“Tricolor Mary: Encountering Three Faces of the Divine Feminine” by Simone Grace Seol

simone-graceI always felt curiously distant from the figure of Mary. I always sensed that there is so much there and yet, I could never connect to it emotionally.

The foil to Eve, vessel of Love, suffering mother. I wanted to love her, I wanted to feel her, I wanted to feel drawn to the mystery of Marian devotion. But I felt alienated by the vision of the feminine that she seemed to project: the pure, immaculate, virginal, submissive, obedient, quietly suffering.

Most days, I feel like the opposite of every single one of those qualities.

It’s exactly the kind of feminine archetype I don’t really relate to — the kind of person about whom people say, “oh, she’s really nice” as if yielding compliance and non-offensiveness are her primary attributes. The kind of woman who fades into the background, whose worth lies only in her utility to the patriarchal narrative.

Will Mary, with the white halo on her head, be accepting of my chaos, my non-virginity, my rejection of Victorian purity, my failure to suffer quietly (I like to kick and scream)? Am I not more a daughter of Eve, the one who says “yes” to darkness and temptation?

If so, how can I make peace with Mary, let alone love her? How can I fully reconcile with an otherwise masculine-dominated vision of Christianity?

Earlier, I was reading a Camille Paglia interview, in which she contrasted the pagan floridness of Mediterranean Catholicism with the country club-politeness and blandness of what is seen in a lot of churches nowadays. Then it clicked with me.

Through most of the images I’d seen in my life, I only encountered “country club” versions of Mary — squeaky-clean, wholesome, Doris Day. Nothing dark or mysterious or dangerous about her. No edge, no drama, no intrigue.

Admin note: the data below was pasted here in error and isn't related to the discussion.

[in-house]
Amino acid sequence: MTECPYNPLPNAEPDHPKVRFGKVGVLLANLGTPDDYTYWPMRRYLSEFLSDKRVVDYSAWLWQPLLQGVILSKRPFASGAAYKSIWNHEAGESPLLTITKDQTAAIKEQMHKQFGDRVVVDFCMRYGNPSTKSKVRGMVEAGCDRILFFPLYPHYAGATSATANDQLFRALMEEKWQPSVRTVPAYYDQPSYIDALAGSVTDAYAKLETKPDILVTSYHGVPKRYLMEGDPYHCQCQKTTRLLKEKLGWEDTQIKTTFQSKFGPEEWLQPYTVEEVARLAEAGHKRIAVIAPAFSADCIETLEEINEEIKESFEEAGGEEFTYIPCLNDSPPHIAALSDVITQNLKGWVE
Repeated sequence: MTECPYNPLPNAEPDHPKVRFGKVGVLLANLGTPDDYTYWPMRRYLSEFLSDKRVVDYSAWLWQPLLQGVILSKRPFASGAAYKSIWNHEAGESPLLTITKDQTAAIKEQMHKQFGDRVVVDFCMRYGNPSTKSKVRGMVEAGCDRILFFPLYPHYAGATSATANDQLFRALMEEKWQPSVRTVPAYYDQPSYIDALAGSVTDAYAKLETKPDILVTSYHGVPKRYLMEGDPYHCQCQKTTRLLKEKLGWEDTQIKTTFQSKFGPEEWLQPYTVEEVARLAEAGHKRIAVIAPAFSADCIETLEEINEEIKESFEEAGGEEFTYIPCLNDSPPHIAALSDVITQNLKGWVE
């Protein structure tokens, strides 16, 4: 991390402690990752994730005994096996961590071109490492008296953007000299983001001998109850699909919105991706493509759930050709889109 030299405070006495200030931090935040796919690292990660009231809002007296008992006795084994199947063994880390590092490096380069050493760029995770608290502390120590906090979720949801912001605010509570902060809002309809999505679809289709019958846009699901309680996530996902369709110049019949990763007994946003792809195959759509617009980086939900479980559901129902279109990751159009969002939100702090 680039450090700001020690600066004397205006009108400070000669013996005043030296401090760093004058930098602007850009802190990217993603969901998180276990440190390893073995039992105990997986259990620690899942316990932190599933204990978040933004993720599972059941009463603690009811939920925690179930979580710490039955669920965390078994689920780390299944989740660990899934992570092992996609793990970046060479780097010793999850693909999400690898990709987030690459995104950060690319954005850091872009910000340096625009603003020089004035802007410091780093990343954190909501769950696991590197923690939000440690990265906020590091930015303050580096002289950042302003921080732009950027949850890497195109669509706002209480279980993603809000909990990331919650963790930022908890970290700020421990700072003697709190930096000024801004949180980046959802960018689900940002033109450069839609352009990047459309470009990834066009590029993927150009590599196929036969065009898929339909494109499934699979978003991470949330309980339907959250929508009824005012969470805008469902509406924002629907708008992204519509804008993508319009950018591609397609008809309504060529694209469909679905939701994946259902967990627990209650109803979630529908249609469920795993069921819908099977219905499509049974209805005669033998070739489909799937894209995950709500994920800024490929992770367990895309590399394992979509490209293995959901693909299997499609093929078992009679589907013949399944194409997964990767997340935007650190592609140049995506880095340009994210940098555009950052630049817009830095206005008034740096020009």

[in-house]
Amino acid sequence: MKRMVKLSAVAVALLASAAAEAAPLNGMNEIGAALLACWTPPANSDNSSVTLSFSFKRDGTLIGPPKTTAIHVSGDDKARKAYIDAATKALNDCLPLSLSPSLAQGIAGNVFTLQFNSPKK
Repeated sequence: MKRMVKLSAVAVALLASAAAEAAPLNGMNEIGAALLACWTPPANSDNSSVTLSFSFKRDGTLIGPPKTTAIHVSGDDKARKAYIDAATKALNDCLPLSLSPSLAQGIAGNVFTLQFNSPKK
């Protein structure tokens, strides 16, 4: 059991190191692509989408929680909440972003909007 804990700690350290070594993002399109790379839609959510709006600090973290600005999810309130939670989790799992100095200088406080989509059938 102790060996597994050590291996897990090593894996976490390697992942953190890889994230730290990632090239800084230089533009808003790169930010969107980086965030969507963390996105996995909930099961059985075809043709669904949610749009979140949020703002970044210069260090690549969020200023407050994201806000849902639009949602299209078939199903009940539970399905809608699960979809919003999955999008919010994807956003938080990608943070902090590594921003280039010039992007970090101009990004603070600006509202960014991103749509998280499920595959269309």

We form relationships with symbols, realms of the subconscious and the spiritual, through images. I have been sorely deprived of interesting images of Mary.

Then I set out to explore, looking at very different visual representations of Mary. Indeed, artists and poets throughout the ages have imagined her in strikingly diverse ways. Through these images, we can reconsider our own ideas of womanhood, weaving together different threads of Jungian symbols.

This is why we have art, yes? So that we can re-order what we know and how we know it through active seeing. (And I’d be remiss not to mention, if you’re interested in active seeing, check out the book I recently reviewed for the National Book Review.)

Now, let’s get to it.

  1. Mary in White


This is very near the only image of Mary I grew up with. I had a small statuette of her in my room growing up, and saw aesthetically similar statues in the churches I grew up in in Korea and suburban California.

Mary has pale skin, blandly pretty features, clad in flowy, fluid lines of white and sky blue.

I’ll come out and say it, because I think this is what Paglia was alluding to: she’s the Episcopalian country club Mary and does absolutely nothing for me. Very serviceable, polite, nice. She is kind and inviting without edges. Beautiful without any hint of threatening sexuality. She is stripped of any hint of Mediterranean pageantry; she’s been “protestant-ized”.

Oh, of course, there’s the serpent she is crushing under her foot. The serpent that lured Eve, the precursor to Original Sin. The snake under the foot always grossed me out when I was a child, but only slightly, because it’s so easy to miss! You can barely see it. In these statuettes, the snakes are thin, anemic, rarely truly menacing. They’re the most toothless representations of the Evil that she is symbolically crushing.

She can overcome only an already weak and limp enemy. This is barely the tough, scrappy young woman who got off a donkey in a faraway land and gave birth in a dirty manger. This is not the mater dolorosa who stood by her bleeding, slowly dying son.

If this country club Mary saw anything like that, she might politely turn away, ask for her smelling salts, and mutter something like, “oh, goodness, how unseemly!”